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November 2, 1962

Entry from the Journal of Soviet ambassador to India Benediktov, Conversation with Indian Foreign Ministry General-Secretary R.K. Nehru

At a reception I met R.K. Nehru, who approached me and began a conversation. He set forth in great detail his views on the Indian-Chinese border conflict, noting that he had expressed them to the prime minister. R.K. Nehru said that the prime minister gave him a letter to N.S. Khrushchev and spoke about his conversation with the Soviet ambassador. In his words, the prime minister greatly appreciates the concern and anxiety of the government of the USSR and the general approach of N.S. Khrushchev to the problem of the Indian-Chinese conflict. "At another time, noted R.K. Nehru, it is possible that the prime minister himself would have spoken about this problem in detail, but now he is exceptionally busy, very tired and we must help him. Therefore I myself will tell you our views."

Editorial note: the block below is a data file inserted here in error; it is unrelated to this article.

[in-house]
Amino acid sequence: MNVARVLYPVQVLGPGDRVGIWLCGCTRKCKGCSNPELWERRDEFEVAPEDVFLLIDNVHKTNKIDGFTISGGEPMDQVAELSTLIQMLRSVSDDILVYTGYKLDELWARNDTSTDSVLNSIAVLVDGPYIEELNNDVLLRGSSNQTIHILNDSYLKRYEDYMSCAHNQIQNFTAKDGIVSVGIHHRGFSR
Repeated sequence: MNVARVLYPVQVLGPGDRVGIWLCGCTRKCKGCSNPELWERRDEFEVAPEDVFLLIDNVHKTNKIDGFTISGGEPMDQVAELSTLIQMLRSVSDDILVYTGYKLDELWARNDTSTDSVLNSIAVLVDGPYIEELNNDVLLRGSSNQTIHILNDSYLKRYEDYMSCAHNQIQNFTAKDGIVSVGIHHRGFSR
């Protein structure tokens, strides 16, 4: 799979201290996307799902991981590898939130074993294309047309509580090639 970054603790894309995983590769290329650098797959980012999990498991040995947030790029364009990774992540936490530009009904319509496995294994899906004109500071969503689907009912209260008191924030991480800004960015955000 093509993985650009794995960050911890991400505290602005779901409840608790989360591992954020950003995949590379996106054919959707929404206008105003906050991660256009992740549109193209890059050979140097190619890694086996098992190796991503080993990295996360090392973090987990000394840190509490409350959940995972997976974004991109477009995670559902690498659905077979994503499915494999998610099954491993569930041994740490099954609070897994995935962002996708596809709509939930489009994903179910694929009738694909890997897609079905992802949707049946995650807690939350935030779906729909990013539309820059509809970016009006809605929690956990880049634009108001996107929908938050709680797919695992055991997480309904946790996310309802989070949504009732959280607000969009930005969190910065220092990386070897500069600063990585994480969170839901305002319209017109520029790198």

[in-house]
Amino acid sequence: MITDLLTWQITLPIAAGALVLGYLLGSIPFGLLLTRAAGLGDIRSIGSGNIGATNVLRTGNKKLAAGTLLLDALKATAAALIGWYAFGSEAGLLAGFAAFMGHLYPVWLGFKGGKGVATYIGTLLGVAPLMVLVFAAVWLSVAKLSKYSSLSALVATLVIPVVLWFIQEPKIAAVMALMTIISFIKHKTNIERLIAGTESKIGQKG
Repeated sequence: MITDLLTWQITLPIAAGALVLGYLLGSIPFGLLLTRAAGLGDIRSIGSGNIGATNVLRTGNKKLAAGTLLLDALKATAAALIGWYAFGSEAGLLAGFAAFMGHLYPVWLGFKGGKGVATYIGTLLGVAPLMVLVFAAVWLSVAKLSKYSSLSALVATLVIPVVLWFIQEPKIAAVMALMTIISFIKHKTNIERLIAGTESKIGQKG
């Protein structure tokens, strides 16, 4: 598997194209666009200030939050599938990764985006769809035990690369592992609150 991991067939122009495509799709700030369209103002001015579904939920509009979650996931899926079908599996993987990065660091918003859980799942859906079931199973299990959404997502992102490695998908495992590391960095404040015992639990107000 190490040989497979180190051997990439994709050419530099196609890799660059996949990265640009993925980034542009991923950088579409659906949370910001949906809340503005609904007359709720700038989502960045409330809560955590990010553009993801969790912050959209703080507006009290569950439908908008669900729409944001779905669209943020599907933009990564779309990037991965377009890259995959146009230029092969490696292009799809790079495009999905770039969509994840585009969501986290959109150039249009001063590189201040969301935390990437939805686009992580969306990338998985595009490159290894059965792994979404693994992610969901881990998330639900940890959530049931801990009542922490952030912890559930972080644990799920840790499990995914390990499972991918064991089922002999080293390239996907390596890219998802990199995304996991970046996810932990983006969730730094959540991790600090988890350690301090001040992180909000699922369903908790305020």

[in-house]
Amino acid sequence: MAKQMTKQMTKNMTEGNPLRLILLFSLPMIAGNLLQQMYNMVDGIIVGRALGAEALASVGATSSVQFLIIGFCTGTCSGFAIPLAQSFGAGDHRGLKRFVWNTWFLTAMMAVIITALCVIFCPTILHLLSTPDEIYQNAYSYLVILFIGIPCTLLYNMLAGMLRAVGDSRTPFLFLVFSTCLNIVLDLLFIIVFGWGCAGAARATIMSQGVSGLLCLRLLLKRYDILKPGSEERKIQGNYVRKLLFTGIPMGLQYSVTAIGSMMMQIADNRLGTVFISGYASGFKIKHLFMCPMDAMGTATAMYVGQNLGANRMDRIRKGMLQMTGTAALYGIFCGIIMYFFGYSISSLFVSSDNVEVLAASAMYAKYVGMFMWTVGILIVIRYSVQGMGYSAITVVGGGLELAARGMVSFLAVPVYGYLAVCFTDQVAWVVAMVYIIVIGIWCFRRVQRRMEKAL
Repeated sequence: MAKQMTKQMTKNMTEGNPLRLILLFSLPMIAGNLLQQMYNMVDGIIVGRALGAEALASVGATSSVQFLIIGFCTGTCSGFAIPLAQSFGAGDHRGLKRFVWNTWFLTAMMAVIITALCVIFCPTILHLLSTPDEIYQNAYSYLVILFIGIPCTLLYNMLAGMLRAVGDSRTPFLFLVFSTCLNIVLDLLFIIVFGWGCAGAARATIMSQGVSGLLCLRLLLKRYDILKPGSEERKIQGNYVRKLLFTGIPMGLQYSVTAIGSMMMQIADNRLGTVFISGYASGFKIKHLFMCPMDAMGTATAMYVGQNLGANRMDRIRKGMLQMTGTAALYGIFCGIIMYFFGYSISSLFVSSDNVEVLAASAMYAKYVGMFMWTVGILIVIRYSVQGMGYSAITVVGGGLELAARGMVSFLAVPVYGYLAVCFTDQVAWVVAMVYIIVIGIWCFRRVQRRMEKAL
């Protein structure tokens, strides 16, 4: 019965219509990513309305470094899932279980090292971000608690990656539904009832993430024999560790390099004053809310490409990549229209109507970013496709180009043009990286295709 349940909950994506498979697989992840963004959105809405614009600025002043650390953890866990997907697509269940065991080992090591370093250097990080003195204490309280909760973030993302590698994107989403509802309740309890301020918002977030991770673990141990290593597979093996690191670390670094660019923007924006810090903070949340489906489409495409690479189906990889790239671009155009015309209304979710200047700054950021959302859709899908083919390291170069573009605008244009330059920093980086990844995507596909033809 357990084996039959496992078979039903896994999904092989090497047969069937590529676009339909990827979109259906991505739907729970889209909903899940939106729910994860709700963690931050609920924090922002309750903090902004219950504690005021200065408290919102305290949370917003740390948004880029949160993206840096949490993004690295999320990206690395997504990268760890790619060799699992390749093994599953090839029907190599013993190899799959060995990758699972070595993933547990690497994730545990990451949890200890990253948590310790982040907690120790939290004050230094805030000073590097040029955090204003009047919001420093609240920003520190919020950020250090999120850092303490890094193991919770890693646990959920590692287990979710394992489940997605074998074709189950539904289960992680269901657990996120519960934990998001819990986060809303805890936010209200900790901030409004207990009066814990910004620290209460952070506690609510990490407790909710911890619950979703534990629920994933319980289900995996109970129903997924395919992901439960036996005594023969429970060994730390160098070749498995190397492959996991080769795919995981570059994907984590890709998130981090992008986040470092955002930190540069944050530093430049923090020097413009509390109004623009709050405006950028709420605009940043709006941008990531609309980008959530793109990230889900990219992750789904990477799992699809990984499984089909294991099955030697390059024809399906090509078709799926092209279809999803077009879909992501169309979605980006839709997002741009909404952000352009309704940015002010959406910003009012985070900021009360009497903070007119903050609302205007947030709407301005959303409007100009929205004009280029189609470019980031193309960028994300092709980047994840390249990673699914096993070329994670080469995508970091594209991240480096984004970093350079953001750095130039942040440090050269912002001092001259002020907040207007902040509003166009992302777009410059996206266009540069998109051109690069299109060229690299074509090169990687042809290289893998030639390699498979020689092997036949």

1. "After my return from China two years ago I personally did everything possible for the peaceful settlement of the border dispute. No one else has played a more important role in this matter than I. To some degree I have weakened my authority by having taken the hardest line on resolving the conflict by means of negotiations. The foreign policy leaders of India tried to the best of their abilities to solve this dispute and preserve friendly relations with the PRC. We did not cease to hope for a peaceful settlement of the dispute and did not make any military preparations, completely not supposing that military actions on the border were possible. The result is our present retreat."


2. "After many years in China, I know very well and am closely acquainted with all the leaders of China and with all the main party leaders. I [can] clearly present the views of each of them. I am convinced, for example, that Zhou Enlai does not approve the policy of the PRC regarding India, while Liu Shaoqi can approve it."